Pension officials defend record

No plan to change retirement system's investment strategy

Md. returns rank last

October 31, 2001|By Michael Dresser and Eileen Ambrose | Michael Dresser and Eileen Ambrose,SUN STAFF

Top officials of the state employee pension system defended their investment performance yesterday despite statistics showing that last year their returns ranked last among comparable public retirement funds.

Carol Boykin, chief investment officer of the retirement system, told the General Assembly's Joint Committee on Pensions that fund officials do not plan to change their strategy significantly after $3.5 billion in stock market losses last year.

Boykin reaffirmed the fund's commitment to aggressive investments in stocks, saying officials talked after the Sept. 11 terrorist attacks and recommended "holding the course."

"We are long-term investors, and we are not market timers and we are not forecasters," she said.

Arthur N. Caple Jr., chairman of the pension board's investment committee, struck a note of cheery optimism. "If history repeats itself, markets always come back," he said.

Not present at the briefing was state Treasurer Richard N. Dixon, chairman of the pension fund board and chief advocate of a high level of investment in the stock market. His office said he was traveling and would not be available to comment.

Boykin and Caple did most of the speaking for the fund as Executive Director Peter Vaughn looked on. Judging by the tone of the questioning, the officials failed to allay the concerns of legislators.

"There was a sense of alarm on my part and there still is," Del. Martha S. Klima, a Baltimore County Republican, said afterward. "I didn't go away from there feeling this won't happen again. I didn't feel the problem had been solved."

She noted that legislators will have to find as much as $68 million next year in an already tight budget to cover the unanticipated losses.

Boykin gave little ground in her defense of the fund's record despite its minus 9.4 percent return on investments last year. Asked what she would do if the fund lost another $6 billion in the current fiscal year, she replied, "I would do the same thing I'm doing now."

Sen. Edward J. Kasemeyer, a Howard Democrat and the committee chairman, pressed repeatedly for assurances that there was some level at which fund officials would cut their stock market losses.

But Boykin insisted the fund should stick to its long-term strategy - even if it means the state finishes last again next year. Caple eventually allowed that "there might be" a point where the system pulls in the reins.

The pension system's rebuttal came after legislative analysts delivered a harsh critique of the fund's performance, noting that it ranked last for the year ended June 30 in a national rating of 38 public pension funds with assets of more than $1 billion.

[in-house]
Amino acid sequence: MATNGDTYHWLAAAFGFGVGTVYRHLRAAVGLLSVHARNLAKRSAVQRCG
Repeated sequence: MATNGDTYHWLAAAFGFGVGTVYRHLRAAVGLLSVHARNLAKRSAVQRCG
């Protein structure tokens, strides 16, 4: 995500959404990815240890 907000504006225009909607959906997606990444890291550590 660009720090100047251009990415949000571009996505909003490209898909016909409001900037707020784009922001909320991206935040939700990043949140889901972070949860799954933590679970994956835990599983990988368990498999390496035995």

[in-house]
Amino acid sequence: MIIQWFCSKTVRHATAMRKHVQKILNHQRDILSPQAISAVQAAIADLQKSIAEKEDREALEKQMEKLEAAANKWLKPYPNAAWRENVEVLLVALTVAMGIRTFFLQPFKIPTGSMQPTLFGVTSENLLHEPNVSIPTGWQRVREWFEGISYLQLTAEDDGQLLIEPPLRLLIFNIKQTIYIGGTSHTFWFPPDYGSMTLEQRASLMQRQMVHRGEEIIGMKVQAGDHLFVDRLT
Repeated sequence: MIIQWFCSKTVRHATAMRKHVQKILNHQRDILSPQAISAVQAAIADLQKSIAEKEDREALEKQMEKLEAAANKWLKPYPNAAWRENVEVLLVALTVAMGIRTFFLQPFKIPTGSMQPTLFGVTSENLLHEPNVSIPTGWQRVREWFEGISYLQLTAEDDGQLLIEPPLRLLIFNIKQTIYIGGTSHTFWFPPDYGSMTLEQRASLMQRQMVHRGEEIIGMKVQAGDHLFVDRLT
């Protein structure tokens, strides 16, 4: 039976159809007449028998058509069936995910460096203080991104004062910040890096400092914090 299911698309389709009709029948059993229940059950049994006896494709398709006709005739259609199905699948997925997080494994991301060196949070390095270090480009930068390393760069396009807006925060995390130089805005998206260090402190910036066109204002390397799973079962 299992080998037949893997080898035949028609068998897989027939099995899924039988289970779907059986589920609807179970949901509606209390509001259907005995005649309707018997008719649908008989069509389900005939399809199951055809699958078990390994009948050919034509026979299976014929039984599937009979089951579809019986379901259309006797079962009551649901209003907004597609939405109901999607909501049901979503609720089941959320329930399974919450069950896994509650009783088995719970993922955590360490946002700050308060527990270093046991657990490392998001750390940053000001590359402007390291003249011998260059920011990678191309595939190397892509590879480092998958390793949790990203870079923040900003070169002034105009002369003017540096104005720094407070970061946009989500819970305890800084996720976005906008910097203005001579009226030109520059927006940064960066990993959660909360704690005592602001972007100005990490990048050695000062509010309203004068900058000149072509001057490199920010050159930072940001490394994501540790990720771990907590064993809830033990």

Maryland's pension fund, which boasted assets of $33.1 billion in June 2000, had dropped to $29.5 million a year later. Legislative analysts said the fund lost an additional $3 billion by Sept. 30 but added that a rebound in October could have cut that figure in half.

The Department of Legislative Services recommended that the system consider reducing its higher-than-average 72.3 percent equity exposure, saying it exposes the state to swings of the stock market.

The value of Maryland's domestic and international stock market investments dropped 17.3 percent last year, canceling out gains in real estate and fixed-income securities.

The department also urged the system to drop its long-held reluctance to hire an outside investment consultant. Analysts said the use of independent consultants to develop asset allocation strategies is common for large funds.

Boykin contended that Maryland's stock market exposure was not significantly greater than that of many other public pension plans. She said the system's heavy losses were largely a result of its relatively high percentage of international investments, which by some benchmarks were down more than 20 percent last year.

She sidestepped questions about the recommendation that the state hire an independent asset allocation consultant - a move Dixon has opposed. Boykin said the state's investment decisions were not made "in a vacuum" and that the fund does receive "consultant-type input" in its decisions.

Pension experts interviewed yesterday said Maryland's increased investment in the stock market in recent years reflects a consistent trend among public pension plans nationwide.

Nicholas Greifer, manager of the Government Finance Officers Association Research and Consulting Center in Chicago, said asset allocations are "long-term strategies that you stick to."

But Joseph J. Masterson, vice president with Diversified Investment Advisors in Purchase, N.Y., said the typical asset allocation for pension funds is 60 percent of assets in stocks and 40 percent in bonds. "Seventy-plus percent is aggressive," he said.

Opinions were divided on the need for an outside adviser.

Michael Beczkowski, a financial analyst with Bolton Offutt Donovan Investment Consulting Group in Baltimore, said independent consultants can provide information about what other state programs are doing.

"Basically, you have an unbiased facilitator between the investment committee and the investment managers, and that helps eliminate a lot of conflict of interest," Beczkowski said.

But John Peterson, of Government FinanceGroup/ARD in Arlington, Va., said there is no guarantee that a pension plan's performance would be superior with an independent consultant. Peterson added that many pension plans investing in stocks took a hit in the past year.

The returns, he said, "will all be pretty dreadful for anyone in equities."

Sun staff writer Meredith Cohn contributed to this article.

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